Posted: Wed 26th Jan 2022
When I was a salaried employee, I felt a lot of time was wasted on meetings to discuss plans that eventually yielded nothing.
My conclusion is that meetings are the primary time guzzlers, particularly in the business world.
I’ve become extremely interested in the relationship between meetings and time management. Here are my top tips on the subject.
Tip one: Have clear goals and a structure
It’s important for every meeting to have a clear goal and a structured process for monitoring the topics discussed. If it’s a recurring meeting, use the action points from the last meeting to open the subsequent session.
Here’s an example agenda for a staff meeting:
Update of the action points from the previous meeting
Review of all staff members’ goals
Brainstorming session for how to achieve these goals
Discussion about challenges at work and possible solutions
Main objectives and action points for a follow-up meeting
In a meeting like this, it’s vital that someone records all the points and sends a summary to everyone who attended.
Tip two: Do you need to attend that meeting?
If you’re a manager, you probably devote 50% of your work time to meetings. Therefore, it’s crucial that you consider how much your attendance at the meeting contributes to and serves your needs and your company’s goals. If the answer is not much, it’s best not to attend.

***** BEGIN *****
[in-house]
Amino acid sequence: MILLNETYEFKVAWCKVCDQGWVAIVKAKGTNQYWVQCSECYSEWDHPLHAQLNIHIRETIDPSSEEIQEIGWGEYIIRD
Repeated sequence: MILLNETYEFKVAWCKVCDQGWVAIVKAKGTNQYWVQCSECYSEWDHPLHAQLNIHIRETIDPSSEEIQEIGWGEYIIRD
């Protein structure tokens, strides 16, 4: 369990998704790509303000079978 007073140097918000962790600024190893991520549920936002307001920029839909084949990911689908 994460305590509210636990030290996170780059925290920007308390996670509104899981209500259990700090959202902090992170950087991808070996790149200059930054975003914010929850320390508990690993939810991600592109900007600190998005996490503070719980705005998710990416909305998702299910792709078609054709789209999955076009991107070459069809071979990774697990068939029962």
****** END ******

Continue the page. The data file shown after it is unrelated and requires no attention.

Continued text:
Tip three: Planning is key
As you plan the week ahead, regard your appointments as a fixed variable. Consider the total amount of time you’d like to devote to your work. Then begin by subtracting the time needed for meetings that already exist in the diary, and throughout the week adding the time you need for yourself.
For example, you plan to devote 3,000 minutes (50 hours) to your work this week. Out of this number, you calculate that you’ll need 1,000 minutes (16 hours) for existing meetings and another 500 (eight hours) minutes for meetings that may be added on. Consequently, you now have 1,500 minutes (25 hours) for planning other tasks.
Tip four: Protect your energy
I once met with a senior manager who recounted an interesting story which has been etched in my memory ever since. He told me about a very important CEO who would arrange his meetings according to the level of energy they give him.
He would set the meetings with a good energy level for the beginning and end of the day and the meetings he’d have preferred not to attend for the middle of the day.
Ron Lev is the creator of the Gold Model method, which is presented and implemented at universities, companies and at an individual level. The Gold Model improves individuals and companies productivity on an average of 55%.